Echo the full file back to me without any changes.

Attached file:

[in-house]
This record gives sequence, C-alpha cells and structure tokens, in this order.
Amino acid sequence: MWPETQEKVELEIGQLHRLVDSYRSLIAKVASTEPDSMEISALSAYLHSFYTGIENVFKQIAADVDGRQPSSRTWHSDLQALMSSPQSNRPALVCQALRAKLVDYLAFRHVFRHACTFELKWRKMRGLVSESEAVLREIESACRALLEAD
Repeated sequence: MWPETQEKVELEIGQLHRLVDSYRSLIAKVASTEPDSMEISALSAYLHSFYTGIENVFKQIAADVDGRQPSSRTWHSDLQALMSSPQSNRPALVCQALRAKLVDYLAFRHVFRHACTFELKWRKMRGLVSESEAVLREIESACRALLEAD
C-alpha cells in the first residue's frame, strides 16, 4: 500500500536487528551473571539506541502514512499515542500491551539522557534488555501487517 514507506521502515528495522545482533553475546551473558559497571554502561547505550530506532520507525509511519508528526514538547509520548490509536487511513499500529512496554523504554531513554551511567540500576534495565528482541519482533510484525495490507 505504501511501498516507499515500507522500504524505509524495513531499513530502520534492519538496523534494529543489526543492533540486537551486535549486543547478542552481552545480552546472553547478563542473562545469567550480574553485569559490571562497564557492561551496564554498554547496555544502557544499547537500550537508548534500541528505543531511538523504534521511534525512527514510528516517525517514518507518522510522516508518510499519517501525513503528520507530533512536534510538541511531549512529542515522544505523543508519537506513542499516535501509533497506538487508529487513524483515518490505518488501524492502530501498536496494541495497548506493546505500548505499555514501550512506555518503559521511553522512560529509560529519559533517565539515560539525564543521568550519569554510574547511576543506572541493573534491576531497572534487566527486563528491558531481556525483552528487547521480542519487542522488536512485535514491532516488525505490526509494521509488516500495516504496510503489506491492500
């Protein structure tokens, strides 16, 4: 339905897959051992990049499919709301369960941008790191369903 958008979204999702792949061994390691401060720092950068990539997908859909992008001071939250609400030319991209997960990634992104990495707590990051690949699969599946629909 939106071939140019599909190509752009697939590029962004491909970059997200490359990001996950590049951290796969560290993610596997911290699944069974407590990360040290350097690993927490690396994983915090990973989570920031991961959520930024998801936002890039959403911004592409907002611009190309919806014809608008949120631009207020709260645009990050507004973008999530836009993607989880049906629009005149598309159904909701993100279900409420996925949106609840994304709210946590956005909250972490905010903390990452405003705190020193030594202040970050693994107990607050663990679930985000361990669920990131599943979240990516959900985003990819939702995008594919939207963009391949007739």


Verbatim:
[in-house]
This record gives sequence, C-alpha cells and structure tokens, in this order.
Amino acid sequence: MWPETQEKVELEIGQLHRLVDSYRSLIAKVASTEPDSMEISALSAYLHSFYTGIENVFKQIAADVDGRQPSSRTWHSDLQALMSSPQSNRPALVCQALRAKLVDYLAFRHVFRHACTFELKWRKMRGLVSESEAVLREIESACRALLEAD
Repeated sequence: MWPETQEKVELEIGQLHRLVDSYRSLIAKVASTEPDSMEISALSAYLHSFYTGIENVFKQIAADVDGRQPSSRTWHSDLQALMSSPQSNRPALVCQALRAKLVDYLAFRHVFRHACTFELKWRKMRGLVSESEAVLREIESACRALLEAD
C-alpha cells in the first residue's frame, strides 16, 4: 500500500536487528551473571539506541502514512499515542500491551539522557534488555501487517 514507506521502515528495522545482533553475546551473558559497571554502561547505550530506532520507525509511519508528526514538547509520548490509536487511513499500529512496554523504554531513554551511567540500576534495565528482541519482533510484525495490507 505504501511501498516507499515500507522500504524505509524495513531499513530502520534492519538496523534494529543489526543492533540486537551486535549486543547478542552481552545480552546472553547478563542473562545469567550480574553485569559490571562497564557492561551496564554498554547496555544502557544499547537500550537508548534500541528505543531511538523504534521511534525512527514510528516517525517514518507518522510522516508518510499519517501525513503528520507530533512536534510538541511531549512529542515522544505523543508519537506513542499516535501509533497506538487508529487513524483515518490505518488501524492502530501498536496494541495497548506493546505500548505499555514501550512506555518503559521511553522512560529509560529519559533517565539515560539525564543521568550519569554510574547511576543506572541493573534491576531497572534487566527486563528491558531481556525483552528487547521480542519487542522488536512485535514491532516488525505490526509494521509488516500495516504496510503489506491492500
């Protein structure tokens, strides 16, 4: 339905897959051992990049499919709301369960941008790191369903 958008979204999702792949061994390691401060720092950068990539997908859909992008001071939250609400030319991209997960990634992104990495707590990051690949699969599946629909 939106071939140019599909190509752009697939590029962004491909970059997200490359990001996950590049951290796969560290993610596997911290699944069974407590990360040290350097690993927490690396994983915090990973989570920031991961959520930024998801936002890039959403911004592409907002611009190309919806014809608008949120631009207020709260645009990050507004973008999530836009993607989880049906629009005149598309159904909701993100279900409420996925949106609840994304709210946590956005909250972490905010903390990452405003705190020193030594202040970050693994107990607050663990679930985000361990669920990131599943979240990516959900985003990819939702995008594919939207963009391949007739």